Looks like one of I, BODYBUILDER programs. I guess I'll wait for complete protocol, rather than try to construct my own "frankenshtein" around this piece.


Actually it's not a I, BB program.

Nate called me up to ask what I thought about box squats for bodybuilders and I told him a way to make it effective.

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Thy.
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Great stuff.
I assume that this work-out is aimed at 1 leg day per week? (or at least 1 quad-dominant)

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dankid
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CT, If someone is more concerned with strength in their front squat, do you recommend the methods in "The black book" over high box squats?

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oli1a
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Didn't Mike Boyle say that he banged up his lower back completely when he did Box Squats in his youth?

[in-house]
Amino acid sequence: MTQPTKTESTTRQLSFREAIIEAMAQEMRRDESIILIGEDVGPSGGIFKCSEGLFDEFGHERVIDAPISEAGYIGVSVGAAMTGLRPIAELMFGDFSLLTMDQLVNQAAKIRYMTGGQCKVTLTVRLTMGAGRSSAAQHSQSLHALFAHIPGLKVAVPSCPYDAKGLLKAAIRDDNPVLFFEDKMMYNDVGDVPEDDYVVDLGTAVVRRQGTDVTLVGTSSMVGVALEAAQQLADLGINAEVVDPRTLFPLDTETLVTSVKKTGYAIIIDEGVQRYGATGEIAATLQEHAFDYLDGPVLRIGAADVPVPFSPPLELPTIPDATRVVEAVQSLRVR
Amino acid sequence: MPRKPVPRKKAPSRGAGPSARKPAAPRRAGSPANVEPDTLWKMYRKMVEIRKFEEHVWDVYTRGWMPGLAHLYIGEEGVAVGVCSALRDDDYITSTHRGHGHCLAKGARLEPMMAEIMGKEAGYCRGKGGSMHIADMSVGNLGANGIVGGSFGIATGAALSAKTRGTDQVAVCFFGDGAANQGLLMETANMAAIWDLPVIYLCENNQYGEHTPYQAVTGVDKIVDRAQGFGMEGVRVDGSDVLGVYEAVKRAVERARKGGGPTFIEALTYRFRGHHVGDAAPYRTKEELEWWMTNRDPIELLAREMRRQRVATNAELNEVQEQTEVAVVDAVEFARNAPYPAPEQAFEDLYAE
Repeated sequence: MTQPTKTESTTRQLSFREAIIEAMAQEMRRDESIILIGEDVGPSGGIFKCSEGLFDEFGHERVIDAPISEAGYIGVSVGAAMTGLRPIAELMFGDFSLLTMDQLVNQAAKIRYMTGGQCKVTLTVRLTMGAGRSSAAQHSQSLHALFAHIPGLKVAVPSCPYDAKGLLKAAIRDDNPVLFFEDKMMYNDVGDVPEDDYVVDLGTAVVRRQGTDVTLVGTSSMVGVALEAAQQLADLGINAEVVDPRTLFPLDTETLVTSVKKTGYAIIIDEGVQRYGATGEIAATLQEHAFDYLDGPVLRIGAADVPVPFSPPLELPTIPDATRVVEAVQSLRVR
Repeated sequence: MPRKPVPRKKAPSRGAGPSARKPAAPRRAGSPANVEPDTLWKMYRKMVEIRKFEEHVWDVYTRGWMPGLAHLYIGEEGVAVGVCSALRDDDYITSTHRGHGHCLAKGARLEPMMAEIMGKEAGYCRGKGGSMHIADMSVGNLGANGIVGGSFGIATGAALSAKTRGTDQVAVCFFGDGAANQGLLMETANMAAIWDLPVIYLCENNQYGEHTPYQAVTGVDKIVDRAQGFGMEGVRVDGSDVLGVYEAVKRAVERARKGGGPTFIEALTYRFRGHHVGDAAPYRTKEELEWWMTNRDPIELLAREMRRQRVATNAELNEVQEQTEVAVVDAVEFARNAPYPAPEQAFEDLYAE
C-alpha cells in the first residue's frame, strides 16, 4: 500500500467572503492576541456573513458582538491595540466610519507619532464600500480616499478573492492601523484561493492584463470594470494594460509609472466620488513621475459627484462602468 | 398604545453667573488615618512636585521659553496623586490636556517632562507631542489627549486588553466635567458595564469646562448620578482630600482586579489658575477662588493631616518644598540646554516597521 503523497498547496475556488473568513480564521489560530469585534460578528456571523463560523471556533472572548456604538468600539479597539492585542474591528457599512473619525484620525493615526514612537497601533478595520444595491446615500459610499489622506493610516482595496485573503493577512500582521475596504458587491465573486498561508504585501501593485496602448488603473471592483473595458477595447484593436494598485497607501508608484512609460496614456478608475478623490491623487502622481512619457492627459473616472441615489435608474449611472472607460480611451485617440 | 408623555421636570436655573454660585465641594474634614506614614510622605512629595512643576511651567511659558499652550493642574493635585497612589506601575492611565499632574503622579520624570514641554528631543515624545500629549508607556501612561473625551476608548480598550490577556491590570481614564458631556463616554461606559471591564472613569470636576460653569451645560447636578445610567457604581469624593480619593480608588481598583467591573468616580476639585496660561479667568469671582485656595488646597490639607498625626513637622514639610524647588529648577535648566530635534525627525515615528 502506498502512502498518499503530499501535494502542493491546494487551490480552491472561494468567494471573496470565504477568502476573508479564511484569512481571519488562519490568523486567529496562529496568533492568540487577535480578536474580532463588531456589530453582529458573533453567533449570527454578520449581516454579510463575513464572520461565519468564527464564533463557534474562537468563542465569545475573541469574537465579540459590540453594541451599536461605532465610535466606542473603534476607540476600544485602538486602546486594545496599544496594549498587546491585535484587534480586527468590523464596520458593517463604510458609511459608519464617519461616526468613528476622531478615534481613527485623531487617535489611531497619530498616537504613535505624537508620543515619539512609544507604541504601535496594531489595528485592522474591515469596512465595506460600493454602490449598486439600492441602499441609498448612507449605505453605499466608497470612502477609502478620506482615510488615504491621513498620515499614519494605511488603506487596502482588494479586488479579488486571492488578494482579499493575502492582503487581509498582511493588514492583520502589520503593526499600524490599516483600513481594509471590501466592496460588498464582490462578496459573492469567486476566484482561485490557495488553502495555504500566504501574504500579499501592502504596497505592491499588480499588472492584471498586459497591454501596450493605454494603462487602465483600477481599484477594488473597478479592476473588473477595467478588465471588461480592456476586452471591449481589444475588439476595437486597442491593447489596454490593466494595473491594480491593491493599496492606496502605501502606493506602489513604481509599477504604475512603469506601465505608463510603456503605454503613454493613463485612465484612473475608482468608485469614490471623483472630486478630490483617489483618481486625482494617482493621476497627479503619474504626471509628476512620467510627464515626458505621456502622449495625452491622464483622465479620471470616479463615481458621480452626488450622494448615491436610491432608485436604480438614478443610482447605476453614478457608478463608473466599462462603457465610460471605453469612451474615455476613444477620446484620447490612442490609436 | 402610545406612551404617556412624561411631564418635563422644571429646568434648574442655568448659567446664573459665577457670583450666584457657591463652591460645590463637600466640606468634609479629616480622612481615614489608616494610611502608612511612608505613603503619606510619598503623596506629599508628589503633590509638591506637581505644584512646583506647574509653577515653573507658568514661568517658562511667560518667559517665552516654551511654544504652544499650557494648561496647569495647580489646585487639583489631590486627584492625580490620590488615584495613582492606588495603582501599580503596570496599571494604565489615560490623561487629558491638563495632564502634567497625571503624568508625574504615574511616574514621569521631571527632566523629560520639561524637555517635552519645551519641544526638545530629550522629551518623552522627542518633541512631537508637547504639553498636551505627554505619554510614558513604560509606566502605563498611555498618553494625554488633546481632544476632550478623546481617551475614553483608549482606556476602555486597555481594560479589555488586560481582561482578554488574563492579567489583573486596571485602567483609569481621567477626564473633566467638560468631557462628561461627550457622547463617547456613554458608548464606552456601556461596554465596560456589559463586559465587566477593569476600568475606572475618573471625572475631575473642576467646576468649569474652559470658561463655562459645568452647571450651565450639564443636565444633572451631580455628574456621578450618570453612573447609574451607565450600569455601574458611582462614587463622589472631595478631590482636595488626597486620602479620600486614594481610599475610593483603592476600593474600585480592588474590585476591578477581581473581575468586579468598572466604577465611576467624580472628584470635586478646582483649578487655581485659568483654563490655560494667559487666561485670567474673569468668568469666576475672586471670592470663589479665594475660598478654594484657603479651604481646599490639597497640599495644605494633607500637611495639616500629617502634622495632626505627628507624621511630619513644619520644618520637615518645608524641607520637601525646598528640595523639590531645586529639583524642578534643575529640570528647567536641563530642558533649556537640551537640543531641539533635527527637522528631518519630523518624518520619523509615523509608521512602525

And how could I integrate this program in such full body programs such as Waterbury's?

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as
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CT,

After following all your articles and threads I have coincidentally tried neural potentiation type training every so often in the past, i.e. rack pulls before rows, etc and got good results from it.
I was thinking of doing it for every body part at each workout. Is this too much to base my whole training around this type of a routine?

How frequent can something like this be done?
And would it be a good idea to change excercises every so often in order to not get stale? Thanks

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Christian Thibaudeau
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Thy. wrote: